And Superman is just obviously, almost like the perfect guy. He’s this perfect and strong hero. So they’re fun to draw because they’re these icons and you just get what they’re about immediately. And sometimes it’s just fun playing with the subtleties. One of the dilemmas I had was that Superman’s character is supposed to be very patient. He’s not a hot head, so sometimes you’re playing his patience, more than his aggression. And so sometimes, to me anyway, that doesn’t lend to being really cool, like, “Look at him. He’s going crazy. Awesome. He’s beating up everybody.” You have to have a really good reason for him to act that way. And I think in “Public Enemies,” in the beginning, I remember talking to the storyboard artists a lot about how we were going to have a lot of him doing that. The first time you see him, he’s doing something very mundane. He’s chasing a speeding car. And then he has to go talk to the “government agents,” and we tried to play him very reserved because even though he’s getting kind of looked down upon by his friends, he was ‘The Man’ and now he’s not. He’s doing very menial things and it’s almost humbling in a way. They’re kind of messing with him a little bit.
I remember the storyboard artist saying, “How do we give him something exciting to do?” And I said, “With him, I think you have to show his patience.” He’s the guy who is like, “Even though I’m down, I’m going to do my job and do it honorably.” I’m sure nobody is going to notice it, but those are questions that you kind of come up with about character development.
But sort of bringing it back to Superman being such an iconic character, there are almost things where you go, “Superman would do that.” And you do that and it just makes absolute sense.
Do you think your audience for “Public Enemies” is those who loved the comic and now want to see it in a different media, or will it be an entirely new audience?
I think it’s a little bit of both. We try to make it for the fans that read the source material, but we’re also conscious of the fact that a lot of people probably haven’t read it. I think that’s why there’s a lot of streamlining in the scripts. We’re trying to build things that don’t necessarily require people to have extensive knowledge of the histories of the characters. People know the general origin of Superman and the general origin of Batman. It’s difficult, doing so many Batman projects, if you have to tell his origin story every single time. The general stuff like that we’re tending to bypass but all the other stuff, we’re trying to make it accessible to people that know nothing about the source material.
You’ve worked on animated series before like “The Batman.” With this being a feature length DTV, are there major differences between overall production and pulling a project of this size together versus a series for television?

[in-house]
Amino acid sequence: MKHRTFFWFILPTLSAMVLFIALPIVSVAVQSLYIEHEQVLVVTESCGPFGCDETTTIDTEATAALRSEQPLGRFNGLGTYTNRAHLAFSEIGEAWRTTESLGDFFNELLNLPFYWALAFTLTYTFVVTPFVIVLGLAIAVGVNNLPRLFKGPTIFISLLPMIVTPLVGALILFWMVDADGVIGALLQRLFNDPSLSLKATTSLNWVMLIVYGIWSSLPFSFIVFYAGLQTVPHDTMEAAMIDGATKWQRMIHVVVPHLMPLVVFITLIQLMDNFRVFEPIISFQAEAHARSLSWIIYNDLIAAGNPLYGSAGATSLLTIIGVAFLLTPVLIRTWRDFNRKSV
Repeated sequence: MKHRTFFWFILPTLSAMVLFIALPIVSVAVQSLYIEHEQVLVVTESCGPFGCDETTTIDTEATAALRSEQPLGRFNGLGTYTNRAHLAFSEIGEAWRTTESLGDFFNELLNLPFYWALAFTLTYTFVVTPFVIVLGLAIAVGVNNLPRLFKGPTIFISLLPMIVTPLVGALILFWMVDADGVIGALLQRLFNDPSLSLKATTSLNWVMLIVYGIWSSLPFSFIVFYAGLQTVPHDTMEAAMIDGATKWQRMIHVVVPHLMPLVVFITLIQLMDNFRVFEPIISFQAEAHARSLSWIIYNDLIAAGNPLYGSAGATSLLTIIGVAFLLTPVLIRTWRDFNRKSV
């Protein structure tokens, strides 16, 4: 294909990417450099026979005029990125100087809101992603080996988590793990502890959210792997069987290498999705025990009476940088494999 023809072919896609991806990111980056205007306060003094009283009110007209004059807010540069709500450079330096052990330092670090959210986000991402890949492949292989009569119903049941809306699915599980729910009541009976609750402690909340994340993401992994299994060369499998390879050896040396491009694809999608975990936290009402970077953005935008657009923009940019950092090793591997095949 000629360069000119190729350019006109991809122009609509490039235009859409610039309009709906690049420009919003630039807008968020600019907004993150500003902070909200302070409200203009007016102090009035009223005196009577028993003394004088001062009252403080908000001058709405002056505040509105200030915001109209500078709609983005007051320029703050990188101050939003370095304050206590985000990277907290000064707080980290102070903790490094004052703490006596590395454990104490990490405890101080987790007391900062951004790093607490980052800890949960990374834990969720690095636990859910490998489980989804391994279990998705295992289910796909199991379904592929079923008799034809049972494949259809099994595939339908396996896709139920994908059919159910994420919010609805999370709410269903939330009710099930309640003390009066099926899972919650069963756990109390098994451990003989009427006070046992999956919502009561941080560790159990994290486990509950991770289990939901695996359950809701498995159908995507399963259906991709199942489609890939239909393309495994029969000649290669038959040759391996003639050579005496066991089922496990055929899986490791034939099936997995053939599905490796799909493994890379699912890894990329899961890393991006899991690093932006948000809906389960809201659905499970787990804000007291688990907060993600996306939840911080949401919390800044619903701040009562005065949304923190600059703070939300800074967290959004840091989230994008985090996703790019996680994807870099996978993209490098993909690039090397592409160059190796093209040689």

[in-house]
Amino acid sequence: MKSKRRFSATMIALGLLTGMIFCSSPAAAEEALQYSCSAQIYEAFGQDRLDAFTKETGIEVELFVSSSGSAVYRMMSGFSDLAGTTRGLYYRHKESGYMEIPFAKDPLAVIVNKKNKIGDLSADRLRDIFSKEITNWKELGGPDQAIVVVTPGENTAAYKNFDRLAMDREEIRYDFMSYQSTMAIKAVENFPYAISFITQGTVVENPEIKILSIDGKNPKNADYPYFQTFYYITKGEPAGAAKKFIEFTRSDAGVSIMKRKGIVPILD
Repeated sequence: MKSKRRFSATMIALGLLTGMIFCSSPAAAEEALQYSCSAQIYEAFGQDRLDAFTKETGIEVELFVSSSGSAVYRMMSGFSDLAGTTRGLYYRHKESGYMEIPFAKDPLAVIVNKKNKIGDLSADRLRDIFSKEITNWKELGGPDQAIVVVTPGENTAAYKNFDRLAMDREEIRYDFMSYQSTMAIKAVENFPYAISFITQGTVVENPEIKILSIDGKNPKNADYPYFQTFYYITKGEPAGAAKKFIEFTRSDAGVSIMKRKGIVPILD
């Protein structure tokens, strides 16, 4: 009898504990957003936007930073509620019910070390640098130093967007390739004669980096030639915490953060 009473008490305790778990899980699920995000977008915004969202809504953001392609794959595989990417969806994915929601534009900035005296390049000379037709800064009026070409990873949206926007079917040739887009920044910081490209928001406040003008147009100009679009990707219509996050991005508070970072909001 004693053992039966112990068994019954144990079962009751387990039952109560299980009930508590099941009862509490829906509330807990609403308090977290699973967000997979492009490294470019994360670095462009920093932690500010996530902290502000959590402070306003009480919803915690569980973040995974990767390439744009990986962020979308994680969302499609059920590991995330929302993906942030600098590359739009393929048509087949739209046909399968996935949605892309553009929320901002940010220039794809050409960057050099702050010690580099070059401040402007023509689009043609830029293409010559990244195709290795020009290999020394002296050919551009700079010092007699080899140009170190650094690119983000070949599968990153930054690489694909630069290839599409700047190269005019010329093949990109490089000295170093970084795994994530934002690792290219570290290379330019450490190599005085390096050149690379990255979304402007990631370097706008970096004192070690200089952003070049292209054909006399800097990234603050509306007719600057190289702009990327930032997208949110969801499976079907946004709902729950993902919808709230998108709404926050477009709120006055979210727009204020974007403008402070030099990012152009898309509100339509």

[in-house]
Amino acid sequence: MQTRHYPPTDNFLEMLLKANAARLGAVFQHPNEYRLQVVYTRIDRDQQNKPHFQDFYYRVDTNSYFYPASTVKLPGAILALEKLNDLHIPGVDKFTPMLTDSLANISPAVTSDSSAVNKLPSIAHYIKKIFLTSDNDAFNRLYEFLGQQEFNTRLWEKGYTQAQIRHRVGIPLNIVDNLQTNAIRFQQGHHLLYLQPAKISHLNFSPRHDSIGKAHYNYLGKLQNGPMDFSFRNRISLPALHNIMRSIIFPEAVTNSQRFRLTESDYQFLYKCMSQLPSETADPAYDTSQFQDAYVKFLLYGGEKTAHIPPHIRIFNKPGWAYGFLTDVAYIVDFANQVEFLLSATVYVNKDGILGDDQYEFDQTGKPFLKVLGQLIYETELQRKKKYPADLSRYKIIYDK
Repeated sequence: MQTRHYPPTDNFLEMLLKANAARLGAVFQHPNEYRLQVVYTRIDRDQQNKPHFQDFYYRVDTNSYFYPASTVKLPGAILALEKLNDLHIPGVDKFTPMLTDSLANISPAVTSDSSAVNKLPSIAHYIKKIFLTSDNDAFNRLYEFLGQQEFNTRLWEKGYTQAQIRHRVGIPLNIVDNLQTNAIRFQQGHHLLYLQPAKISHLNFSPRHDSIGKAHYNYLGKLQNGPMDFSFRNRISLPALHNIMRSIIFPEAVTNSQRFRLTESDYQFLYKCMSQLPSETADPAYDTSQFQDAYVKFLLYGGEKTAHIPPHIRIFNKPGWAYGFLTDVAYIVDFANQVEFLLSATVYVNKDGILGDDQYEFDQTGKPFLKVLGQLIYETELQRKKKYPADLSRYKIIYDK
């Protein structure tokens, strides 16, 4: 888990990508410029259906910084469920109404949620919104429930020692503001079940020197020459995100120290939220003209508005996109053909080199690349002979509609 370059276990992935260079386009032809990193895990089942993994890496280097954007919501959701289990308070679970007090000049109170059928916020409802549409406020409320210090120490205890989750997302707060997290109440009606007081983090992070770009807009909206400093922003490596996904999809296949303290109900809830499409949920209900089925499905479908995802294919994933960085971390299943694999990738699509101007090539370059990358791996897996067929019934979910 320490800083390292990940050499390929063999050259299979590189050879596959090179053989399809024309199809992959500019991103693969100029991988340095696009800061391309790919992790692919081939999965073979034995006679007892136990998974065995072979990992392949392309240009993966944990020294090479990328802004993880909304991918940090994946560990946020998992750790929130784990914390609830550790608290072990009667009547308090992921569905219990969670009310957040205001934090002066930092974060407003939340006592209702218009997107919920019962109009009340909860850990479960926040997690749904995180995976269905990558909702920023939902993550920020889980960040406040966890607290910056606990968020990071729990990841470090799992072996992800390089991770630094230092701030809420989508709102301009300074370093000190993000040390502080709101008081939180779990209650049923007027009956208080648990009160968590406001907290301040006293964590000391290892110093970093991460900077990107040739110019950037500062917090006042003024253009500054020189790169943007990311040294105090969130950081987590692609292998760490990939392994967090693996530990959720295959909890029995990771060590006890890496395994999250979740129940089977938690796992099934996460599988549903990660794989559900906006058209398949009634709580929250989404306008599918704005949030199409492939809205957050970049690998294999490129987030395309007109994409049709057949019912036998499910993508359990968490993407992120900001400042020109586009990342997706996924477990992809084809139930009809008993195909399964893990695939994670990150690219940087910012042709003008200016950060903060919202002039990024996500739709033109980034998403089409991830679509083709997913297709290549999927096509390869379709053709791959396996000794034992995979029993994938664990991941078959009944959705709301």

It’s different. And it’s harder than I think most people understand, in a way. Because in a series, you’re working on it for an extended period of time, so you create a world, and you have people who maybe aren’t as familiar – and that comes from art on our side, but also the animators overseas – so there is a certain amount of time where you can get used to the world and get more comfortable. I’m sure you’ve seen shows where the first season is a little bit clunky, by the second season, it’s like they’ve smoothed out things and they understand the dynamics of characters, they see what the look of the show is or what the feel is about. These DTVs are really quick turnarounds. You have to imagine and then create the whole world, and you get basically one shot to tell the story. And hopefully you get it. And then it’s done. And then you’re on to a whole different world with whole different color scheme, and character design, and a slightly different Superman and Batman, and stuff like that. It’s exciting, but it can get a little rough.
Any plans in place to do more “Superman/Batman” stories in animated form?
I don’t know if I’m at liberty to say. I think it’s just better that I avoid that question.
You’re working on “Justice League: Crisis on Two Earths,” now. Did most of the creative team from “Public Enemies” stay intact and move to the new project with you?
As far as the art side, yes, but obviously the voices, no. The action/adventure group of animation people is actually quite small. We know each other either really well, or at least we’ve heard of each other. We’re using a good percentage of the same people in most of them actually.
Can you share any details about “Justice League: Crisis on Two Earths”?
I’m not sure how much I am allowed to say, and I don’t know what’s been out there already, but it’s definitely the Justice League and I think it takes reference from the “JLA: Earth 2” book, but it’s also part of something else.
I think there are a lot of elements from the Grant Morrison’s book, but it was also written as a story for something else – if that’s not too cryptic.